EPA is more than 15-months behind its statutory deadline (Nov. 30, 2013) for establishing Renewable Fuel Standard (RFS) blending targets for last year.
To recap, in Nov. 2013, EPA for the first time proposed to scale back the government’s overall biofuel blending target for the following year. EPA determined that the statutory target for 2014 would exceed the “blend wall” — the maximum quantity of ethanol that can be sold each year given legal or practical constraints on how much can be blended into each gallon of motor fuel.
The most common blend today is E10 — motor fuel with up to 10% ethanol. Although EPA approved the sale of E15 in October 2010, potentially increasing by 50% the total amount of ethanol sold annually, lack of compatible fueling infrastructure, warranty and liability concerns, and, most importantly, consumers’ natural aversion to paying more for a lower-value product effectively limit the standard blend to E10.
So in Nov. 2013, EPA proposed to trim the statutory target for 2014 from 18.15 billion gallons to 15.21 billion gallons — a 16% cutback. That ignited a firestorm of protest from biofuel interests, and EPA has been dithering ever since.
Biofuel lobbyists such as Renewable Fuels Association CEO Bob Dinneen claim the blend wall exists only because the oil industry has “steadfastly refused” to invest in blender pumps, storage tanks, and other infrastructure compatible with E15-and-higher ethanol blends. Weirdly unexplained is why it’s not up to the biofuel industry to pay for the infrastructure on which its success supposedly depends. The RFS forces the oil industry to buy biofuel, process and add value to it, and create a guaranteed retail market for it. Isn’t that enough?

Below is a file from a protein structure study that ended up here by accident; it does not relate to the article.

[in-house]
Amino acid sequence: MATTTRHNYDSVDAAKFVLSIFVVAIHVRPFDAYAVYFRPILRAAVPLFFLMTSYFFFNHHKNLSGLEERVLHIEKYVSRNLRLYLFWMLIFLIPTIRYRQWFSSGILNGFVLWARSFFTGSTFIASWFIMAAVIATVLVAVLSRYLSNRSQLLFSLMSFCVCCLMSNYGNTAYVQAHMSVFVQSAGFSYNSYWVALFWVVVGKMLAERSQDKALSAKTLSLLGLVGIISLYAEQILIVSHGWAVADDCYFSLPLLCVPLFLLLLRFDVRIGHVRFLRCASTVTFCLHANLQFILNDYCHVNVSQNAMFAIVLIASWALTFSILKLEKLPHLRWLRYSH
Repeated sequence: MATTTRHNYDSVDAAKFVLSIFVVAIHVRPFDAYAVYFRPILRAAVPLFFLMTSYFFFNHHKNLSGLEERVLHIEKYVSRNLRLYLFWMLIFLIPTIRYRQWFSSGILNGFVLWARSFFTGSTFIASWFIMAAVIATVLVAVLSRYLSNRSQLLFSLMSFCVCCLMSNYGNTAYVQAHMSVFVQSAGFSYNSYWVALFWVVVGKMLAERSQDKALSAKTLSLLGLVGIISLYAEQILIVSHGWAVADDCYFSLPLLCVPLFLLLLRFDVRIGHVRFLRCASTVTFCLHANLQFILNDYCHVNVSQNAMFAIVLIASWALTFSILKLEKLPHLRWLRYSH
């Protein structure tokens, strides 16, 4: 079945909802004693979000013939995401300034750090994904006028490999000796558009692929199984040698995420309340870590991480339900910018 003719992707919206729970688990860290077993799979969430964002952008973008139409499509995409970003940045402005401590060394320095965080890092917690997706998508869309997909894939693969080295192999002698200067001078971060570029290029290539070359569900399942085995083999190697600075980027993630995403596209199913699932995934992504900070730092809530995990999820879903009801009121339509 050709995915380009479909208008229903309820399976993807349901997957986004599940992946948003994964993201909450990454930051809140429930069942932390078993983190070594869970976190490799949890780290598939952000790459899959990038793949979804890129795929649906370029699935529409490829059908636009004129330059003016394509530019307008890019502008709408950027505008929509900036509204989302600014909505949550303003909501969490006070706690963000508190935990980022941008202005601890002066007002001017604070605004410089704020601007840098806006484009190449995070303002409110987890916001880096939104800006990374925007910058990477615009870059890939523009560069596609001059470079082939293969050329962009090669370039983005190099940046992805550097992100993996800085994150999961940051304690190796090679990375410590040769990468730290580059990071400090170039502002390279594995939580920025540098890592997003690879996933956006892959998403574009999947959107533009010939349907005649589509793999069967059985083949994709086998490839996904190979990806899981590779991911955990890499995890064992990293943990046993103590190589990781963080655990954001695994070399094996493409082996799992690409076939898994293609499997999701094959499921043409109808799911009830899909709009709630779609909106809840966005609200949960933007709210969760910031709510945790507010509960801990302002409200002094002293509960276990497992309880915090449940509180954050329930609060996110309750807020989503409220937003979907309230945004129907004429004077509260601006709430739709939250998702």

Not for Dinneen and company. If they had their druthers, Congress would compel oil companies to build biofuel-compatible infrastructure and (as President Obama proposed during his first presidential campaign) mandate that all new cars be flex-fuel vehicles capable of running on blends up to E85 (motor fuel made with 85% ethanol).
But would even that policy wish-list eliminate the growing mismatch between market realities and the RFS production quota schedule, which requires 36 billion gallons of biofuel to be blended and sold by 2022? No.